This isn’t the World Cup- I’m really not sure one side of the bracket is actually better than the other. Next round opponent is gonna be equally tricky no matter what (looks like either Iran or Japan/Vietnam). Just play

  3. What annoyed me most was son given the playmaker role. He made no impact at all. Imo hes at his best on the wings. Today Kim Jin Ya often times had tones of space like a wide poacher, it wouldve been better if Son occupied his spot, as there was no defensivd work needed anyways.

    • The constant play of longballs annoyed me aswell. Kim Min Jaes longballs almost never arrived. I liked how unpredictable they played against Bahrain pulling the defense out by playing short passes and then suddenly playing a ball over the top of the defense.

    • I’m not sure if Son was given the playmaker role. Korea’s desperately needed someone to hold the ball up and maybe Son just decided to take on this role by himself. I’m not sure if Korea had much of a plan. They probably thought they could just show up with any combination of players and win comfortably.

      • He occupied the role behind the strikers, while Hwang Inbeom the actual playmaker dropped. This was the coaches instruction. Besides the wingback positions theres no position for son on the sides. Korea played with 2 attacking mid positions behind the strikers, with one rather dropping and connecting play in the build-up. Son couldnt take up that role so he got the second attacking mid role of the playmaker distributing passes in the final third. He roamed from position, but was often found in the playmakee role which sucked.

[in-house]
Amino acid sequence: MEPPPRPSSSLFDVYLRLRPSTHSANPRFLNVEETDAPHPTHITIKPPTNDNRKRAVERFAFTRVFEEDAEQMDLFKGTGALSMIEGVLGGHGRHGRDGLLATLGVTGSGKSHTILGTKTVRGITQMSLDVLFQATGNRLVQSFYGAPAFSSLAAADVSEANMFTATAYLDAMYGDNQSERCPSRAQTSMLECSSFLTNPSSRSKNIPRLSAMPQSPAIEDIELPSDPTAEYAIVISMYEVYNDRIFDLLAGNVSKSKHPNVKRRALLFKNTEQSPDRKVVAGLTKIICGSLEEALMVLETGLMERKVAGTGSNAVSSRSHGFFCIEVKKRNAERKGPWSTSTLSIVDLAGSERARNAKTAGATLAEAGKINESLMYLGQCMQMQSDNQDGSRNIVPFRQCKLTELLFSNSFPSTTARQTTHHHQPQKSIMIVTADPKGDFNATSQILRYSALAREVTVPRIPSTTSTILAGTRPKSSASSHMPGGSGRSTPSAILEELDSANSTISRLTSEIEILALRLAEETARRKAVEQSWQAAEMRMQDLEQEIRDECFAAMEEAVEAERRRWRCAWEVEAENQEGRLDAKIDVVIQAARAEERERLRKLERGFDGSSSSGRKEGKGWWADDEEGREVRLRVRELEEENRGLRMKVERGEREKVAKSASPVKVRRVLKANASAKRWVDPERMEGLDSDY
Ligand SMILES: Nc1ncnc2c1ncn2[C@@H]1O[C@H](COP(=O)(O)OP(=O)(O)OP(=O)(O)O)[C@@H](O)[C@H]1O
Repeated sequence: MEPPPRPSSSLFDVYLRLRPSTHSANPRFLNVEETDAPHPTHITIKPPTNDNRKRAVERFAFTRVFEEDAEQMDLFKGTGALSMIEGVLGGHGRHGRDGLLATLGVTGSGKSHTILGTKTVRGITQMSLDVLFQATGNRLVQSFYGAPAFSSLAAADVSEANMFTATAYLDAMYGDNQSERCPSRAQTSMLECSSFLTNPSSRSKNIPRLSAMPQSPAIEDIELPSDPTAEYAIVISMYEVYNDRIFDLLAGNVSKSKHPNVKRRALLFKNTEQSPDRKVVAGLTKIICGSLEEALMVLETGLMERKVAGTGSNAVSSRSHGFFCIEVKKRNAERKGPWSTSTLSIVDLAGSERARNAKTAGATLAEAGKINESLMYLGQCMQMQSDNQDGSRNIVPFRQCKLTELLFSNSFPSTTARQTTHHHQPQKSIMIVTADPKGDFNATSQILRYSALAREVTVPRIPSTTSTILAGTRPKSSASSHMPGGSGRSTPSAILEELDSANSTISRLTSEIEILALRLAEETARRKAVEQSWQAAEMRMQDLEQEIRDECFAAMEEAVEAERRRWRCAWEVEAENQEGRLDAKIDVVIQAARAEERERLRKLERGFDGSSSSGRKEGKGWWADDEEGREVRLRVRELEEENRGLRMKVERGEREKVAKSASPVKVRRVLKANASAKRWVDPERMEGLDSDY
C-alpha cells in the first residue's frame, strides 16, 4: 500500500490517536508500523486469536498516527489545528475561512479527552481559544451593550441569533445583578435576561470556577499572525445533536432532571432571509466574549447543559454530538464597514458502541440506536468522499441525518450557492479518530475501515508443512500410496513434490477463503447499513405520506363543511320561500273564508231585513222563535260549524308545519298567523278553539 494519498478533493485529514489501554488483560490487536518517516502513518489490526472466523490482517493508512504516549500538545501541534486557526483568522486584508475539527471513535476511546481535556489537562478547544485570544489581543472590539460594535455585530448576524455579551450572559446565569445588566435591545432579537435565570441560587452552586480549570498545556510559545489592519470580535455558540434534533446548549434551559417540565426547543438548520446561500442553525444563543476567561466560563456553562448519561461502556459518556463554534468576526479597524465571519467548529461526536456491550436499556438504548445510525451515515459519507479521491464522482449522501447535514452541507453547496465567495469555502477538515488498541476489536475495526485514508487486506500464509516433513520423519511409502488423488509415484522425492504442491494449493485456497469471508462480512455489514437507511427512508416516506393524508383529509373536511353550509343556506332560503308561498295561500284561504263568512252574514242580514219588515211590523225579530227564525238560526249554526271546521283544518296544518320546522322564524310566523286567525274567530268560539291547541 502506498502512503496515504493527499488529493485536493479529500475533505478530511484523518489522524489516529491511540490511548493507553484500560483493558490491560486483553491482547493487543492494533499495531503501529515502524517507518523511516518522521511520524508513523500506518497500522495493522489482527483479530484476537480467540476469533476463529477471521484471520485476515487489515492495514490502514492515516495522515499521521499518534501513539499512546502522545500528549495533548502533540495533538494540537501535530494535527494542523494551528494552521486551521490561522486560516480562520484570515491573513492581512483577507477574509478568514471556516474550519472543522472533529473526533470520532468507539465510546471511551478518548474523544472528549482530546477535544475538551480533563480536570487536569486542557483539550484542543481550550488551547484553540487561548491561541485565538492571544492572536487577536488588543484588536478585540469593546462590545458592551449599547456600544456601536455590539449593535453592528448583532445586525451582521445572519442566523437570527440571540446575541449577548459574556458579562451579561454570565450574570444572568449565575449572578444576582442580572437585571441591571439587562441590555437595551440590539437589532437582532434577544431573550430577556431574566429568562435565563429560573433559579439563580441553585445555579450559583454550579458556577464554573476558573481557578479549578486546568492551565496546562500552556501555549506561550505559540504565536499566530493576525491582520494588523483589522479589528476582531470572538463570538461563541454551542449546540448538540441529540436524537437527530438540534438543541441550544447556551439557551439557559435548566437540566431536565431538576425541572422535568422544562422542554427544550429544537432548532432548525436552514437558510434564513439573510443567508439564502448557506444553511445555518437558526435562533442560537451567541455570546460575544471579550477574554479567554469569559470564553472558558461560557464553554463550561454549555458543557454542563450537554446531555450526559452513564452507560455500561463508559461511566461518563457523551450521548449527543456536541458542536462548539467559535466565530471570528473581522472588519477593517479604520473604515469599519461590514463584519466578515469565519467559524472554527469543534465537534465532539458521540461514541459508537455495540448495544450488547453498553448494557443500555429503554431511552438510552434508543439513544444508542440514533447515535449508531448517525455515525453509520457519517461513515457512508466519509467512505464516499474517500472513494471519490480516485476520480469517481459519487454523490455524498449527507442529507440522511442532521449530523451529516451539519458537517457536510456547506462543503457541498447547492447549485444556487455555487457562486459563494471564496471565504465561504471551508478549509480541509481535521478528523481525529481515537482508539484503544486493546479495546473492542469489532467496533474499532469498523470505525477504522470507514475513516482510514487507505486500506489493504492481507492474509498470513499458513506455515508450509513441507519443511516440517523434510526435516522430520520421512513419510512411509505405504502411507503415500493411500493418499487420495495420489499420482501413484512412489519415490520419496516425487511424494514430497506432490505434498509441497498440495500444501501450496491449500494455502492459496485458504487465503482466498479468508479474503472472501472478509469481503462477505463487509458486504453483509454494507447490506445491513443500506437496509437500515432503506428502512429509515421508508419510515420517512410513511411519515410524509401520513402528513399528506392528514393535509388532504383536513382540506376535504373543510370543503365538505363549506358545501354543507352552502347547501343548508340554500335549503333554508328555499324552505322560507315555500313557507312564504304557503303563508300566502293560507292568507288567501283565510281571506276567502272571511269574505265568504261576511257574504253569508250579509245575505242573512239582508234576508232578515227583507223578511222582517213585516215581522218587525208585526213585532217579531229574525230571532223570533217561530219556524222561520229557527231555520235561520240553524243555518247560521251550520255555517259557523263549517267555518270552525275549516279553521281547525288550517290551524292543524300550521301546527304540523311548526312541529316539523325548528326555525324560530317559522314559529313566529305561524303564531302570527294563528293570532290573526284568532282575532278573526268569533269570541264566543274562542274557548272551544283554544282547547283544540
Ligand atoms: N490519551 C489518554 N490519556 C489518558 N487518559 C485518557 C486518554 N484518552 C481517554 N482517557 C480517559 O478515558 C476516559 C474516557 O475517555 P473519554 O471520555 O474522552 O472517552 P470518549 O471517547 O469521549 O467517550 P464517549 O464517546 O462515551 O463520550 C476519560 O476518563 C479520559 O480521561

• Also to correct Mike, Son was a sub in for Kim Jung Min, not for Hwan In Beom. Hwan In Beom didn’t start the Malaysia game because coach’s intention was to rotate players for group stage.

    • Isn’t Son at times play as play-maker role back when he’s at Bundelisga? Even during Tottenham, Son sometimes plays like a play maker (but not often because that role mainly reserves for Christian Eriksen). I mean, Tottenham vs Everton game proves his skills at playmaker. But based on stat, his best position is winger based on his frequent playing experience at Leverkusen and Tottenham.

      It shouldn’t excuse whichever positions he plays, unless the coach orders him to play wing back or CB (and that’s no for sure). SK just plays terrible in this game, which everyone play terrible. Not only on Son. Everyone in this game play terrible. SK is just everywhere in this game due to complacency.

    • I think SK underestimates the south Asian teams in this game. They thought they would breeze through it even though if you track the stats, Asian teams are on the rise. Look at Vietnam, China, and Uzbekistan. I hope SK players (excluding Son because he said that no Asian team should be underestimated) know this because it’s very dangerous if you play with arrogant mindset that other teams are weak.